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Bush/Romney Economic Advisor Claims Stimulus Helps

August 13, 2012

From 2003 to 2005, N. Gregory Mankiw was chairman of the Council of Economic Advisers under President George W. Bush. In 2006, he became an economic adviser to Mitt Romney and continued during Romney’s presidential campaign in 2012. According to him, 90% of economists agree that cutting taxes and/or increasing government expenditures has a significant stimulative impact on a less than fully employed economy. In other words, Obama’s stimulus plan helped the economy significantly. See #4 below:

The recent debate over the stimulus bill has lead some observers to think that economists are hopelessly divided on issues of public policy. That is true regarding business cycle theory and, specifically, the virtues or defects of Keynesian economics. But it is not true more broadly.

My favorite textbook covers business cycle theory toward the end of the book (the last four chapters) precisely because that theory is controversial. I believe it is better to introduce students to economics with topics about which there is more of a professional consensus. In chapter two of the book, I include a table of propositions to which most economists subscribe, based on various polls of the profession. Here is the list, together with the percentage of economists who agree:

  1. A ceiling on rents reduces the quantity and quality of housing available. (93%)
  2. Tariffs and import quotas usually reduce general economic welfare. (93%)
  3. Flexible and floating exchange rates offer an effective international monetary arrangement. (90%)
  4. Fiscal policy (e.g., tax cut and/or government expenditure increase) has a significant stimulative impact on a less than fully employed economy. (90%)
  5. The United States should not restrict employers from outsourcing work to foreign countries. (90%)
  6. The United States should eliminate agricultural subsidies. (85%)
  7. Local and state governments should eliminate subsidies to professional sports franchises. (85%)
  8. If the federal budget is to be balanced, it should be done over the business cycle rather than yearly. (85%)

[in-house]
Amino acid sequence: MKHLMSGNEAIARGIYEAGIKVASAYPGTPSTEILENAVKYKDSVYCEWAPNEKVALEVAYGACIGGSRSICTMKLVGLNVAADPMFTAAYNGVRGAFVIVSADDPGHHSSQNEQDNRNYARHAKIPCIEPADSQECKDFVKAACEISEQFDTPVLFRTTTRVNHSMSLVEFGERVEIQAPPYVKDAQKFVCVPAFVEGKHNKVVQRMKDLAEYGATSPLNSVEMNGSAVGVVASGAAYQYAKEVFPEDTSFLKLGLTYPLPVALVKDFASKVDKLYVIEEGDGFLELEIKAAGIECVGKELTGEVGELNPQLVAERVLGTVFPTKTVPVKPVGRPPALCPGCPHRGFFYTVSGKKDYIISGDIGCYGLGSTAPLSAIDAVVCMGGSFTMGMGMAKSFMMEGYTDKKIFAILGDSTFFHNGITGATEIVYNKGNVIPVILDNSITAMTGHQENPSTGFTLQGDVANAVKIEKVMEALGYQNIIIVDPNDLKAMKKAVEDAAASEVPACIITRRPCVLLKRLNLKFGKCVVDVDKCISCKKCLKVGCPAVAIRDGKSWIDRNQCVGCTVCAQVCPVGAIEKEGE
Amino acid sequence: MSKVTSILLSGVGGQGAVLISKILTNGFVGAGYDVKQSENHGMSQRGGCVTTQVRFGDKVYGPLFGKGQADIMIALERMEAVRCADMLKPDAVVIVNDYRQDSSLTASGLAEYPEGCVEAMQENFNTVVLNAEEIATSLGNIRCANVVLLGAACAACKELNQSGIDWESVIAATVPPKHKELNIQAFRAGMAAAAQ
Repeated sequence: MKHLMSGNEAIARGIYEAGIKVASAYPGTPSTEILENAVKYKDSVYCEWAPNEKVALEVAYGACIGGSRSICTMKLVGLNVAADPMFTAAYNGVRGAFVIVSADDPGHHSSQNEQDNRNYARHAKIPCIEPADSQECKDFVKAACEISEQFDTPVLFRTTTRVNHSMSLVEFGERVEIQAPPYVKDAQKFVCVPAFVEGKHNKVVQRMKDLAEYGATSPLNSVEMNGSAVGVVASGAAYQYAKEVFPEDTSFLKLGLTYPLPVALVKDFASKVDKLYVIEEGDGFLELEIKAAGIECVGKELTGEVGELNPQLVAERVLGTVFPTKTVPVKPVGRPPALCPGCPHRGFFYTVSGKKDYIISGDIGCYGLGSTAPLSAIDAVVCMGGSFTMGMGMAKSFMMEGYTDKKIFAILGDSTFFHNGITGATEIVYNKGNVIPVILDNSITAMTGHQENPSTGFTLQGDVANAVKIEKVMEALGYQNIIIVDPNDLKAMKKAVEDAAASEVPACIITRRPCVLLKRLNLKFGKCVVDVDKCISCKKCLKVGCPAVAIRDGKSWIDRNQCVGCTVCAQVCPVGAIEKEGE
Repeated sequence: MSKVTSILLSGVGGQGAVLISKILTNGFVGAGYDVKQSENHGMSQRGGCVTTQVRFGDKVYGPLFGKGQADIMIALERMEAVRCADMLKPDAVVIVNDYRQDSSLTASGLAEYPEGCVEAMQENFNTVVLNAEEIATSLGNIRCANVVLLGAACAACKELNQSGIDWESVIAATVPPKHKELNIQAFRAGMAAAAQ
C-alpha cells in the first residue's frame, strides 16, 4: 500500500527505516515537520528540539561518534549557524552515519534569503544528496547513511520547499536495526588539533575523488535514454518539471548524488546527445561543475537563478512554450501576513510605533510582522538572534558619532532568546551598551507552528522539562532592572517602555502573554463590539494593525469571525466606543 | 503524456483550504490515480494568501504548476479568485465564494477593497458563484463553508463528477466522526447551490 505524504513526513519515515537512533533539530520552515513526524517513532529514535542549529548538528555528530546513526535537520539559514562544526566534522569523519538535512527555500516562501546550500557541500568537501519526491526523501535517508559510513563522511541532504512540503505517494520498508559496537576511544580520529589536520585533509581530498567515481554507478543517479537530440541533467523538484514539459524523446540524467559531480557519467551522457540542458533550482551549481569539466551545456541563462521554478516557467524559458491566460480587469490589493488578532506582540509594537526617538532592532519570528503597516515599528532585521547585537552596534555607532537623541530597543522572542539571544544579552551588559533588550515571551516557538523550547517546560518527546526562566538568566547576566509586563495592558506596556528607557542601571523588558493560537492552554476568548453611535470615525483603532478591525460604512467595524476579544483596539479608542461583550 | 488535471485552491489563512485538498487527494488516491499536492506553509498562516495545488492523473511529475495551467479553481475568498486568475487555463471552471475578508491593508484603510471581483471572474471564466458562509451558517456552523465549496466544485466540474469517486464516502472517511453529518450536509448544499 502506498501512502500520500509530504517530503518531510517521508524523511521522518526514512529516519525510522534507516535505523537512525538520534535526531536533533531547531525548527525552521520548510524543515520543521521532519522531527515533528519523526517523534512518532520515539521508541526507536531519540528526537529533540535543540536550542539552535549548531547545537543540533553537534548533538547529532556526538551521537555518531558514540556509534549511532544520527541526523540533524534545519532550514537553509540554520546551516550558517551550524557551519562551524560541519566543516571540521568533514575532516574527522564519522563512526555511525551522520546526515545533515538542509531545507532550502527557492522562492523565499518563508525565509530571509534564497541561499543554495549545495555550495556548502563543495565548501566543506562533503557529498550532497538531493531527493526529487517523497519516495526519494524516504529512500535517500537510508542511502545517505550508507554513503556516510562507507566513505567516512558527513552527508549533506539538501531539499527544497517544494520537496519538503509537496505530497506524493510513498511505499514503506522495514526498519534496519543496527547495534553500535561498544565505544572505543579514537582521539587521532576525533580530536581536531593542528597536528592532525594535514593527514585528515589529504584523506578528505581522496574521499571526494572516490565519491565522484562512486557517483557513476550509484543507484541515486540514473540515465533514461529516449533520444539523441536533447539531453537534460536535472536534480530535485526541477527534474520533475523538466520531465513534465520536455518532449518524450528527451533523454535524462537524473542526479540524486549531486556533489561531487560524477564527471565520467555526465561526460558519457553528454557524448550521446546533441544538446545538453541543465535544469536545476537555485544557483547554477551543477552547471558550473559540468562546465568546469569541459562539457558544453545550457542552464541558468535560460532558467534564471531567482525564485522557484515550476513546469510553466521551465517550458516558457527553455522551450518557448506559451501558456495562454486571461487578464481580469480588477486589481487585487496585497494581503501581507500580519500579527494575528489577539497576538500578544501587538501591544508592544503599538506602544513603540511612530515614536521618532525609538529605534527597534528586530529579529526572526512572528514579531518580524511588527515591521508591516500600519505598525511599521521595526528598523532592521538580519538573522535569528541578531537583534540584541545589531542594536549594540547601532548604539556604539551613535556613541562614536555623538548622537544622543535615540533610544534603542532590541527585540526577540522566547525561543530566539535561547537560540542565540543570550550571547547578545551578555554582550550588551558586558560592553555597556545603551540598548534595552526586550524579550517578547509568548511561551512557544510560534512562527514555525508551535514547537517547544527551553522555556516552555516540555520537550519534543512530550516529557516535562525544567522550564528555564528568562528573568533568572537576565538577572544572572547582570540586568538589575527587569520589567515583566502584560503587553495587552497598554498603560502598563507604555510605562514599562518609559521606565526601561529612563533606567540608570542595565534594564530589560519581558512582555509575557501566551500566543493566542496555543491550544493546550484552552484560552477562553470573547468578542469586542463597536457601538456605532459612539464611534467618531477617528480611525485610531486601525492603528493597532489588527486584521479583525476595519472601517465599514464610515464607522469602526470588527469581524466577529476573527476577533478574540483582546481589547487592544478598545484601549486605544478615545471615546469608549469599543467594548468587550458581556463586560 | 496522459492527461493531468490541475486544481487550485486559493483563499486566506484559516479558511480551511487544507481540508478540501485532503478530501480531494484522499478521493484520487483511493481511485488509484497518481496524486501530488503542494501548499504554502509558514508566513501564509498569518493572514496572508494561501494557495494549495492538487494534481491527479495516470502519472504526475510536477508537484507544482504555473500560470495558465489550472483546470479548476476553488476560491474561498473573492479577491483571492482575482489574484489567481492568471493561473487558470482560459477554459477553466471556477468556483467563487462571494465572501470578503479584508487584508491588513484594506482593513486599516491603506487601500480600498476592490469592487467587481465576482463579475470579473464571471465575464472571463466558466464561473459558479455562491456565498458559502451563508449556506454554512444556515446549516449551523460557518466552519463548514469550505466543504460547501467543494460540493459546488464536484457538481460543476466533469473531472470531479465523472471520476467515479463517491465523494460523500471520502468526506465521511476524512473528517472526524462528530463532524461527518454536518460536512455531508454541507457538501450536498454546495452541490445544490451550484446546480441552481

9. The gap between Social Security funds and expenditures will become unsustainably large within the next fifty years if current policies remain unchanged. (85%)
  10. Cash payments increase the welfare of recipients to a greater degree than do transfers-in-kind of equal cash value. (84%)
  11. A large federal budget deficit has an adverse effect on the economy. (83%)
  12. A minimum wage increases unemployment among young and unskilled workers. (79%)
  13. The government should restructure the welfare system along the lines of a “negative income tax.” (79%)
  14. Effluent taxes and marketable pollution permits represent a better approach to pollution control than imposition of pollution ceilings. (78%)

From → Economics

  1. Point number 8 is also relevant

    • Michael permalink

      Agreed! It seems very obvious to me that we should run a surplus when the economy is healthy. Trying to balance budgets when the economy is weak only makes things worse.

  2. We’ve been all through this already.

    Any such hypothesis like “the stimulus helped” is worthless without a control that is at least defined, if not actually tested.

    No one can claim that the stimulus helped, or that some newly discovered medication helps–unless he can define what the control is.

    In this case, that’s impossible–because no one can know for sure what would have happened if Congress had failed to enact the stimulus package.

    • Michael permalink

      Unfortunately, we can’t test economic theories the same way we test new medications. There aren’t several identical economies that we can experiment with to see which approach is most effective for a given situation.

  3. Came clueless, left worried. Thanks for the post. Time is natures way of keeping everything from happening at once. Woody Allen Born 1935

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